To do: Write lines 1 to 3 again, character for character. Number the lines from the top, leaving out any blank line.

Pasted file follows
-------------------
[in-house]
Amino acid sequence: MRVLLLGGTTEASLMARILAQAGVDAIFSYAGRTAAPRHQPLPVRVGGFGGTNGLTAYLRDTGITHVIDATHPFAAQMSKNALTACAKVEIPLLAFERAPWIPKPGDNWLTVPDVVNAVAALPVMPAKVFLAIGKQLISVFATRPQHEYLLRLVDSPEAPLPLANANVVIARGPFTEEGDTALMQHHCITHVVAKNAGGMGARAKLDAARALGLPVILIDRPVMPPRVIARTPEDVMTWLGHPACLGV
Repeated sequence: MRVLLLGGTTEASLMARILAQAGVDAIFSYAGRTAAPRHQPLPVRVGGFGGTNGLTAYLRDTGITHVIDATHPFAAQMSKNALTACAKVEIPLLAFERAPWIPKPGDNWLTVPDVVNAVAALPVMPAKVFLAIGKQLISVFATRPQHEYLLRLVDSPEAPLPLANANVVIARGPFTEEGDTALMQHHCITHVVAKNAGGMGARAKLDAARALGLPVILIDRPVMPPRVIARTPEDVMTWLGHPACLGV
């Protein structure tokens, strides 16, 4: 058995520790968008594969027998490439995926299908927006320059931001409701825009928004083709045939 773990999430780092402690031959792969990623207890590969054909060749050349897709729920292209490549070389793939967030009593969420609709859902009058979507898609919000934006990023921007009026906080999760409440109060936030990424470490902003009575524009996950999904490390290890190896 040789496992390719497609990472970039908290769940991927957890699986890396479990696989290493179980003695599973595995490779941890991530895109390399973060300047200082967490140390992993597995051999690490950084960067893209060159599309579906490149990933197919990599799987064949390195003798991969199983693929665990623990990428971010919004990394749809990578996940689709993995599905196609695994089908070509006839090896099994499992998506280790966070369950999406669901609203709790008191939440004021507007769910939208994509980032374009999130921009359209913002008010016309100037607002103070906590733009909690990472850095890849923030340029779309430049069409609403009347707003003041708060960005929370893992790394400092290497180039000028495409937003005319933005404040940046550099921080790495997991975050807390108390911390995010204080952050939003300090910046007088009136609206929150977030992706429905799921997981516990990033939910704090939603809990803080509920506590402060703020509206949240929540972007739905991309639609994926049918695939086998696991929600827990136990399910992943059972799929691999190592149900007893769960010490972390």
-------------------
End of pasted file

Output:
[in-house]
Amino acid sequence: MRVLLLGGTTEASLMARILAQAGVDAIFSYAGRTAAPRHQPLPVRVGGFGGTNGLTAYLRDTGITHVIDATHPFAAQMSKNALTACAKVEIPLLAFERAPWIPKPGDNWLTVPDVVNAVAALPVMPAKVFLAIGKQLISVFATRPQHEYLLRLVDSPEAPLPLANANVVIARGPFTEEGDTALMQHHCITHVVAKNAGGMGARAKLDAARALGLPVILIDRPVMPPRVIARTPEDVMTWLGHPACLGV
Repeated sequence: MRVLLLGGTTEASLMARILAQAGVDAIFSYAGRTAAPRHQPLPVRVGGFGGTNGLTAYLRDTGITHVIDATHPFAAQMSKNALTACAKVEIPLLAFERAPWIPKPGDNWLTVPDVVNAVAALPVMPAKVFLAIGKQLISVFATRPQHEYLLRLVDSPEAPLPLANANVVIARGPFTEEGDTALMQHHCITHVVAKNAGGMGARAKLDAARALGLPVILIDRPVMPPRVIARTPEDVMTWLGHPACLGV